Category Archives: 3.1 Teaching & Learning

Reflection, reflection, reflection

From reading the blogposts that were produced from our year group it was clear that there was different levels of engagement with the eportfolio.

Throughout all the example posts a high level of knowledge was displayed to the topics covered and this was conveyed through the use of professional language and reflection. From writing these posts students will be adopting their professional role in society and beginning to adapt what characteristics a professional has into their work. 

I believe that it is important for all students to read these posts to develop a deeper understanding for the eportfolio and the topics covered in the posts. For example, I believe Claire’s post on classroom grouping and behaviour management was beneficial to me, in particular. By coming onto the course straight from school I have not had much experience assisting the teachers in work experience when it comes to the likes of grouping the class. Approaching my first placement as a teacher has also created apprehension surrounding the area of behaviour management. From reading this post I was able to develop a deeper understanding into the reasons behind certain grouping techniques and how these can influence the ambience within the classroom. 

I believe that the eportfolio can be a key resource in our learning pathways as aspiring student teachers. Not only can we learn more on topics covered in lectures by researching them before creating a blog post on them but we can also develop the professional attribute of criticality and reflection by looking at other’s posts and offering critical feedback which they can build upon to further their professional development.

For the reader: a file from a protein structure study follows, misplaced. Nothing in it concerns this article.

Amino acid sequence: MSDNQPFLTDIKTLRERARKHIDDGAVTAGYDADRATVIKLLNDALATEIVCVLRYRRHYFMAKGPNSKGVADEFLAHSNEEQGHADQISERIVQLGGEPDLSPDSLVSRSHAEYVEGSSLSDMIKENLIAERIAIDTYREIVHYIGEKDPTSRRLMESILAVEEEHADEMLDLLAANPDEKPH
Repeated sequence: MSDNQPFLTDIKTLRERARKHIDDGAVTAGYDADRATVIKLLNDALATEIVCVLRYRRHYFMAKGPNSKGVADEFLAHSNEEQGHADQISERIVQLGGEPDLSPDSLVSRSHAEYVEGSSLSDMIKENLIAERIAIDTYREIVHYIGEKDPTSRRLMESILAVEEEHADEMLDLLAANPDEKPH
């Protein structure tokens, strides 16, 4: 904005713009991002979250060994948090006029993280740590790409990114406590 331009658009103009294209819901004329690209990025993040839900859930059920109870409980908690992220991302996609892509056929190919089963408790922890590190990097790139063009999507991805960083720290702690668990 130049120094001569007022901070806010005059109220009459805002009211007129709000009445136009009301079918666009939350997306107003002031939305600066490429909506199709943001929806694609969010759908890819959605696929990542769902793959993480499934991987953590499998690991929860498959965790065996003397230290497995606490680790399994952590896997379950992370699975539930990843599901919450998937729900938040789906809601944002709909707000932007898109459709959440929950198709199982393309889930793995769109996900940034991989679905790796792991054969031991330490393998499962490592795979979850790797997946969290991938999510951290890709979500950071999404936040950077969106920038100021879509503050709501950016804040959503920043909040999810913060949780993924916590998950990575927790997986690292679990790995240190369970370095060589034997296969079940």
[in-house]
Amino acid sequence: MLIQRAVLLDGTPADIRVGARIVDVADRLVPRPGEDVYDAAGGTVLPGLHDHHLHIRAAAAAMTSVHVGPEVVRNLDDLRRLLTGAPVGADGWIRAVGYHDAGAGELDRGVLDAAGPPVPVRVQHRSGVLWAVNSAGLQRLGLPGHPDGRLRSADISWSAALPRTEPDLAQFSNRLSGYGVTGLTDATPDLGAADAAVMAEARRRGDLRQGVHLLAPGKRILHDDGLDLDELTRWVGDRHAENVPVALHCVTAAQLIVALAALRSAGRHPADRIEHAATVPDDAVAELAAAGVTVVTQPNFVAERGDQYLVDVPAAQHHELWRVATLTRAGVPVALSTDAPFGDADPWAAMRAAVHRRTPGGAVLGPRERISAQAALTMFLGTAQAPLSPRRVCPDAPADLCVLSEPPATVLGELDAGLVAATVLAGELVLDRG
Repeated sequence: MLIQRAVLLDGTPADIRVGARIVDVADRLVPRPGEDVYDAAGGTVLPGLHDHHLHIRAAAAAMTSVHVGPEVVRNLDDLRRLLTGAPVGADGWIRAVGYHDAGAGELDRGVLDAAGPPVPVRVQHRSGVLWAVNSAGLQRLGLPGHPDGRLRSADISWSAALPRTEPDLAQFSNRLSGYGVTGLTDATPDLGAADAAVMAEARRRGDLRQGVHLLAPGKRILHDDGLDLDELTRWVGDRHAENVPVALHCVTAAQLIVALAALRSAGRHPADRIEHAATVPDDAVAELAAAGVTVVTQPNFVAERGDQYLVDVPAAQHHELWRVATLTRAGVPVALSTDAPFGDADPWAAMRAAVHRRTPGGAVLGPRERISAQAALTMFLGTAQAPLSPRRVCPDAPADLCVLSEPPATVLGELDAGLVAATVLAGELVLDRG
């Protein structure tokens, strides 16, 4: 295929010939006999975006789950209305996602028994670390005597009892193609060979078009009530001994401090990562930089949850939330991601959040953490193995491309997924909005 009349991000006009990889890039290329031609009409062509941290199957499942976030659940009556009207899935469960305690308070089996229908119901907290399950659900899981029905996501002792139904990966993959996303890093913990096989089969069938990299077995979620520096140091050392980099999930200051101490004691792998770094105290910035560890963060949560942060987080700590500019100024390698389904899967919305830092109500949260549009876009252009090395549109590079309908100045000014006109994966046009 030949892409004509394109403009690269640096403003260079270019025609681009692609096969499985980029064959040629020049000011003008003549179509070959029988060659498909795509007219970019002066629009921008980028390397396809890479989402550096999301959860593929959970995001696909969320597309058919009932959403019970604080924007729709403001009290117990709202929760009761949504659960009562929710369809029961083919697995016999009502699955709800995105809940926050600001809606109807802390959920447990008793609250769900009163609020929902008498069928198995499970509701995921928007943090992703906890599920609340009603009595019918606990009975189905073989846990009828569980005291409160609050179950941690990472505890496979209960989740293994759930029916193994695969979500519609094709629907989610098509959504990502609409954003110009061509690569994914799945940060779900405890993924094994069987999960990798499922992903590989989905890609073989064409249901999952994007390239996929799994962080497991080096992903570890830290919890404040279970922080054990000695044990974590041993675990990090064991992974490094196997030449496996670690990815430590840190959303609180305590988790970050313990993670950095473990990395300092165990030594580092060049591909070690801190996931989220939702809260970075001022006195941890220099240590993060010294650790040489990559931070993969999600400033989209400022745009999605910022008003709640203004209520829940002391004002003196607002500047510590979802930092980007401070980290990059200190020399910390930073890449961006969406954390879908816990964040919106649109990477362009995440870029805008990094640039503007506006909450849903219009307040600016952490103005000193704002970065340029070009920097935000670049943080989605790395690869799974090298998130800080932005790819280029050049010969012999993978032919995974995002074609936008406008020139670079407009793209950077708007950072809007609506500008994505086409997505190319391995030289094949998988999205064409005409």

One, 2, Three, 4, Five

Throughout Secondary school I had varying experiences of Maths which I believe has been the major factor in influencing my opinions on the topic. 

angryIn my first year at Secondary I was given one of the stricter teachers who was firm in his belief of textbook work. I had always been good at maths yet, I began to struggle. I would ask for help and would be ignored or mocked of in front of the class for not understanding what to do from the brief explanation at the beginning. 

 

I then moved into my next year and was assigned a new teacher who I remained with until the end of S5. What a difference. The teacher believed in a thorough note which was taken in a separate jotter at the beginning of each lesson on the chosen topic then progressing onto textbook work once a clear understanding had been established within the whole class.

numbersIn my personal experience, it was the teacher who made the difference to my outlook on maths. They may not have had the best understanding of the topics we were covering but I believe that was beneficial on both our parts. A clearer explanation was given at the start for the class’ understanding and the teacher’s clarity.  The teacher also implemented fun into his lessons with the use of interactive white boards for class recaps and discussions.

When faced with the daughnting task on my first placement of teaching maths I will arrive at the situation with the confidence and enthusiasm that I saw in my teacher. Even though I may not have a clear understanding on the topics myself I hope this will not portray through my work and that every child has a clear and profound knowledge of the maths covered that day.

 

 

A Big Bang

Biology and Chemistry were always made to be fun with lots of experiments throughout primary and secondary which is why I believe I enjoyed them so much more than physics which was mainly equations. 

scienceI believe that in primary schools there is a lack of science in the curriculum with maybe one lesson a week, if any. This has always been a concern of mine as there are so many different topics which can be made so much more enticing and enjoyable through the use of experiments relating to science.